Veterinary Formula Flea & Tick Shampoo – This shampoo kills and controls fleas & ticks on contact. What I love about this anti-parasitic shampoo is that it is paraben free, dye free, pH balanced, and soap-free which is less harsh and damaging to your pet’s skin. Most importantly this shampoo is safe for your pet promoting their overall well-being and health. .

Veterinary Formula Flea & Tick Spray– This topical spray provides dogs with up to 14 weeks of protection against fleas and ticks – the longest lasting results available on the market today. Also prevents re-infestation and the development of flea larvae and eggs.  Like the organic shampoo, this spray uses the natural insecticide, pyrethrum to kill fleas and ticks on contact. It also includes Nylar® to prevent the development of flea larvae and eggs and permethrin to give long-lasting protection against adult fleas to prevent re-infestation.

Richard’s Organics natural flea and tick shampooSo many of my clients do not want to use harsh chemicals and insecticides on their beloved pets, and understandably so.  I love recommending Richard’s organics line for flea and tick treatment and prevention for this very reason. It is safe and effective without exposing your pet to harsh chemicals found in traditional flea shampoos.  Richard’s Organics Flea & Tick Shampoo is a 100% all-natural actives flea & tick treatment for dogs and puppies over 12 weeks of age and it also repels mosquitoes.  It contains cinnamon oil (environmentally-friendly and nice-smelling insecticide & pesticide), clove oil( natural insecticide is also known to provide anti-microbial & anti-fungal properties), cedarwood oil (helps to treat seborrhea as well as bacterial and fungal infections. Also used as an astringent and insect repellant), peppermint oil (carries a high concentration of natural pesticides as well as a high menthol content and limonene) and rosemary oil (natural medicinal herb is used topically for a variety of purposes; as an insect repellant, to prevent and treat baldness, help with circulation problems, and may also aid in treating eczema).  What I love about this anti-parasitic shampoo is that it is paraben free, dye free, pH balanced, and soap-free which is less harsh and damaging to your pet’s skin.

Richard’s Organics natural flea and tick spray is a naturally gentle & safe way to kill pesky & dangerous fleas and ticks, while also repelling mosquitos. A natural treatment that is sulfate and paraben free as well as pyrethrin and permethrin free benefits the dog without exposing you or your pet to harsh chemicals. It contains cinnamon oil (environmentally-friendly and nice-smelling insecticide & pesticide), clove oil( natural insecticide is also known to provide anti-microbial & anti-fungal properties, and cedarwood oil (helps to treat seborrhea as well as bacterial and fungal infections. It is also used as an astringent and insect repellant), peppermint oil (carries a high concentration of natural pesticides as well as a high menthol content and limonene) and rosemary oil (natural medicinal herb is used topically for a variety of purposes; as an insect repellant, to prevent and treat baldness, help with circulation problems, and may also aid in treating eczema).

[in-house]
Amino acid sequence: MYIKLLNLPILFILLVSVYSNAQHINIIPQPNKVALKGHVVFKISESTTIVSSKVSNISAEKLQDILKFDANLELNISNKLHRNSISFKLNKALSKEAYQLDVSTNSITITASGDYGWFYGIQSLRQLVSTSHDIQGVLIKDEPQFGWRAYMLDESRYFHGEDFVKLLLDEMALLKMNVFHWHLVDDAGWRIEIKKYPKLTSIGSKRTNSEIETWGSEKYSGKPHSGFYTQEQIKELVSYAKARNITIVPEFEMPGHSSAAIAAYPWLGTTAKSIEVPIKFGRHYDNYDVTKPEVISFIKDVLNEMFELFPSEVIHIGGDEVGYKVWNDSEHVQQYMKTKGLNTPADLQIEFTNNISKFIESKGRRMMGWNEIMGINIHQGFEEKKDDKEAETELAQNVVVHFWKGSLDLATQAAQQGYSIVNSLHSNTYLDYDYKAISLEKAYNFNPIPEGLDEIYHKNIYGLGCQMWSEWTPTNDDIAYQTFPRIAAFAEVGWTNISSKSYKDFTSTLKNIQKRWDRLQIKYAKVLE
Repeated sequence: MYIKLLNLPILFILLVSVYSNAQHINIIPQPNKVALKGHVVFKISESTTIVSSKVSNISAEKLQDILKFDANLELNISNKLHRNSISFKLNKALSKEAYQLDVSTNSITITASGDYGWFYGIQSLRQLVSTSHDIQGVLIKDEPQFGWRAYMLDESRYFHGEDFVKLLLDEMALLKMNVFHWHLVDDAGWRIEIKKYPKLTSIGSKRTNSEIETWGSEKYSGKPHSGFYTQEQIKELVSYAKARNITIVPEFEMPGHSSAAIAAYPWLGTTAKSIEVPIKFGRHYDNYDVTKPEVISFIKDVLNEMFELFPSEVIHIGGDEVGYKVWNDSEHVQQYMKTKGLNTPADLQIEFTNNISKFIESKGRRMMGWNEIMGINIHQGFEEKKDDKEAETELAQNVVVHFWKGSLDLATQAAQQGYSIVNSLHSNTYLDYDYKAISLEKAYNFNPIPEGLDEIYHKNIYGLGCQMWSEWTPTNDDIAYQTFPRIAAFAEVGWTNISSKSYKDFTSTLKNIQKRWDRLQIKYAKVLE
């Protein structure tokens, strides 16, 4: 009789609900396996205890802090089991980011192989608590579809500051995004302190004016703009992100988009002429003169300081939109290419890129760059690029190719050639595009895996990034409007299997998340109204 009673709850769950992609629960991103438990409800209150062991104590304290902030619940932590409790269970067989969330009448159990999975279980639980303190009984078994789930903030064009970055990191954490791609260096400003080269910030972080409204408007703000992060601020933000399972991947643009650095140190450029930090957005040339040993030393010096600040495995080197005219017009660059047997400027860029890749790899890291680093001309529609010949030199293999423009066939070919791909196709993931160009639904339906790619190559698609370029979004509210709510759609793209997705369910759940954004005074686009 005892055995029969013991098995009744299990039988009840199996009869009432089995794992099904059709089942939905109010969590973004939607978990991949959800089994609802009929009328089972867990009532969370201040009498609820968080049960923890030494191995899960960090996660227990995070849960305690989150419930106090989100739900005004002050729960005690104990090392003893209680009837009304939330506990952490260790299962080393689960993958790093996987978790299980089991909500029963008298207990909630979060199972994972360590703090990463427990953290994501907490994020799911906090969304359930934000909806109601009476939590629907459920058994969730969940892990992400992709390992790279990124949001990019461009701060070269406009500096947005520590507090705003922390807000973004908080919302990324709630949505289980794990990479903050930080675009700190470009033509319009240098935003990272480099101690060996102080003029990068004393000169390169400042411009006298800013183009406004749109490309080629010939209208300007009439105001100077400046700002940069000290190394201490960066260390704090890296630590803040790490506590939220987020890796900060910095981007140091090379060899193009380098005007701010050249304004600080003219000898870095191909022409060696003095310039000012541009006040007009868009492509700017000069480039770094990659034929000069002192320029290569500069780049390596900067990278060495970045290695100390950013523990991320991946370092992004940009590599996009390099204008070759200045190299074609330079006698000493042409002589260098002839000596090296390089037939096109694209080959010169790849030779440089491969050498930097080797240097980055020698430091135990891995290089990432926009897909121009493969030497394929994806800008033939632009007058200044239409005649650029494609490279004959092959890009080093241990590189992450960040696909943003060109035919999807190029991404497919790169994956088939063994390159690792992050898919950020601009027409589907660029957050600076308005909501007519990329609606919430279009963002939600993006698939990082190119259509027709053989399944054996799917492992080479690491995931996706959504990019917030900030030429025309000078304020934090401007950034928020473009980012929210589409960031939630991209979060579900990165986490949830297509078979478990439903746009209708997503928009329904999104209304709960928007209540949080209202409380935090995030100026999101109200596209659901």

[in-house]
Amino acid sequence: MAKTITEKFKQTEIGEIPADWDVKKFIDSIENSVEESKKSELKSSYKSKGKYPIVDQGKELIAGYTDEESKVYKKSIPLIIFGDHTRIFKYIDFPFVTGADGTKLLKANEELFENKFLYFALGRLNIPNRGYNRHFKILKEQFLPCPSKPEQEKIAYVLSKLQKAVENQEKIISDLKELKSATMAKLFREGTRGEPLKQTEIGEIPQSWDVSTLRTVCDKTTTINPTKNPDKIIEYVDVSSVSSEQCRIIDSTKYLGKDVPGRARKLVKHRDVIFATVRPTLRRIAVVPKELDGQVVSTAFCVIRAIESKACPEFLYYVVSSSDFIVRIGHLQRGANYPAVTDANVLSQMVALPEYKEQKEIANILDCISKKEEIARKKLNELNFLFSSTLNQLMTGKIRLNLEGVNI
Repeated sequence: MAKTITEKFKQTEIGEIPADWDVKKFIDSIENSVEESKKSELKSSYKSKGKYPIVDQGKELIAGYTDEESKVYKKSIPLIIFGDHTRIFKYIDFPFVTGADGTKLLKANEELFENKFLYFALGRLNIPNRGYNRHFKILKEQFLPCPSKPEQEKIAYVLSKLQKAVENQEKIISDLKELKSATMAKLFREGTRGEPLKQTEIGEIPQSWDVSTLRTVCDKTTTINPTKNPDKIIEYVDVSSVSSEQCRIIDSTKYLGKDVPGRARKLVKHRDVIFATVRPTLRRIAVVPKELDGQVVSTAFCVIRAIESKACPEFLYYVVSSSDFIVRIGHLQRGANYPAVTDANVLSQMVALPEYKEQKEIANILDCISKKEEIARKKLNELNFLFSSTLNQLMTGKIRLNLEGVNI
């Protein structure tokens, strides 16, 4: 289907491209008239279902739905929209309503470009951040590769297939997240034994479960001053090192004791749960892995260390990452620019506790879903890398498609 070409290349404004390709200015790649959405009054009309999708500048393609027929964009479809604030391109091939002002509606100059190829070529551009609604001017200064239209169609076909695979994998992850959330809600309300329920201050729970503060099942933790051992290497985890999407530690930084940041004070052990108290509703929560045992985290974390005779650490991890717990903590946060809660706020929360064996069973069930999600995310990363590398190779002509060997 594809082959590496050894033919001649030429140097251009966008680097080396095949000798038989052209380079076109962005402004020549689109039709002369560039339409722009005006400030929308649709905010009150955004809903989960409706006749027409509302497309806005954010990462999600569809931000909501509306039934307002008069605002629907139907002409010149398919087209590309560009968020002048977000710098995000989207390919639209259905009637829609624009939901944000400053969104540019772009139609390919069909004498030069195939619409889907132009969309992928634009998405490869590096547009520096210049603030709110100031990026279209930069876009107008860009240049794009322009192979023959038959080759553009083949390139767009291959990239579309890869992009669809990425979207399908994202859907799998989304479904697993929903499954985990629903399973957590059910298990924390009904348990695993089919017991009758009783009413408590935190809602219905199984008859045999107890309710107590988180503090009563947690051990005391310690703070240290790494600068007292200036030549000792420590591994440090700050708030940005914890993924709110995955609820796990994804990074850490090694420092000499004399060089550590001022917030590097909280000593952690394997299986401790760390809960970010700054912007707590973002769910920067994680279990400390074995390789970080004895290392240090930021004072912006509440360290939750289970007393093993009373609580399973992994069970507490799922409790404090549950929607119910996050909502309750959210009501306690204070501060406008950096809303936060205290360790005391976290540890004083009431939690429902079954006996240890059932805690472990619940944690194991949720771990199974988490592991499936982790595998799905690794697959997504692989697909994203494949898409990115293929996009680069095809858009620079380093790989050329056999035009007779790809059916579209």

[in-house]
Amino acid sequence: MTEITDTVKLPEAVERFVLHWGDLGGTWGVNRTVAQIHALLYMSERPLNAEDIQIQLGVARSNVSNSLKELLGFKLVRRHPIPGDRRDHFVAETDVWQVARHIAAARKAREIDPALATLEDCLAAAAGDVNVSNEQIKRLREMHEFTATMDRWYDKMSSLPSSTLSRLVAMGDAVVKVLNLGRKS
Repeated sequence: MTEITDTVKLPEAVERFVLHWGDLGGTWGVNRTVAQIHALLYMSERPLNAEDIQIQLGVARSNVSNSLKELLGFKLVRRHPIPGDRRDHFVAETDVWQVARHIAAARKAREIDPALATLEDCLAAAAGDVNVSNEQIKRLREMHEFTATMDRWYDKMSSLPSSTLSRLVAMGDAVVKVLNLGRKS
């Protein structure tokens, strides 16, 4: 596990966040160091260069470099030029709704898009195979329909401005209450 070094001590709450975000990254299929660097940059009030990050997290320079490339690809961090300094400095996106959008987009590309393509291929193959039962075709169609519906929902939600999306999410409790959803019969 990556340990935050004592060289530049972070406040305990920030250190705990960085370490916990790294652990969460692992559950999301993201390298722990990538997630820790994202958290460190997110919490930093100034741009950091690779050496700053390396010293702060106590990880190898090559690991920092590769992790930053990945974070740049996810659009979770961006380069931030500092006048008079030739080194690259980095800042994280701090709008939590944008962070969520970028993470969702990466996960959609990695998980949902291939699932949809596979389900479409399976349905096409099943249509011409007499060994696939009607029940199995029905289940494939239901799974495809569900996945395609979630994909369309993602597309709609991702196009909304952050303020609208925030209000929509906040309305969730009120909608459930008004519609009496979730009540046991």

Richard’s Organics Premise Treatment and Pet Bedding Spray- When treating and oncontrolling ticks and fleas on your pet it is imperative to treat he environment in addition to your pet. I love Richard’s Organics Premise Treatment and Pet Bedding Spray and recommend this spray to my clients. It is safe and contains all natural ingredients. It contains cinnamon oil (environmentally-friendly and nice-smelling insecticide & pesticide), rosemary oil(natural medicinal herb is used topically for a variety of purposes; as an insect repellant, to prevent and treat baldness, help with circulation problems, and may also aid in treating eczema) clove oil( natural insecticide is also known to provide anti-microbial & anti-fungal properties, cedarwood oil (helps to treat seborrhea as well as bacterial and fungal infections. Also used as an astringent and insect repellant), peppermint oil (carries a high concentration of natural pesticides as well as a high menthol content and limonene), peppermint oil (carries a high concentration of natural pesticides as well as a high menthol content and limonene), and eugenol (oily liquid extracted from essential oils such as: clove, nutmeg, cinnamon, basil and bay leaf. It is normally used as a local anti-septic and anesthetic.)

About Dr. Alison Birken

My name is Dr. Alison Birken and I am a small animal veterinarian, wife, mother of three, and a sister to my three siblings. I graduated veterinary school from The University of Florida College of Veterinary Medicine in 2006, and completed a year internship in small animal medicine at Florida Veterinary Specialist in Tampa, Florida. I have been practicing small animal medicine for 11 years and over the past 6 years have dedicated my life to building and operating an animal hospital in Fort Lauderdale, Florida, accomplishing a lifelong goal of mine. In addition, along with my sisters (Katie, a pediatrician and Carrie, a fashion stylist), I am a co-founder of Forever Freckled (www.foreverfreckled.com), a website dedicated to helping people with pets, children, and everyday lifestyle. It has been an incredible journey turning my passion for animals into a career and nothing brings me more joy than to help pets and their parents with wellness and healthy living. For wellness and health tips for pets, and other lifestyle advice, please follow our journey on www.foreverfreckled.com.

You May Also Like

X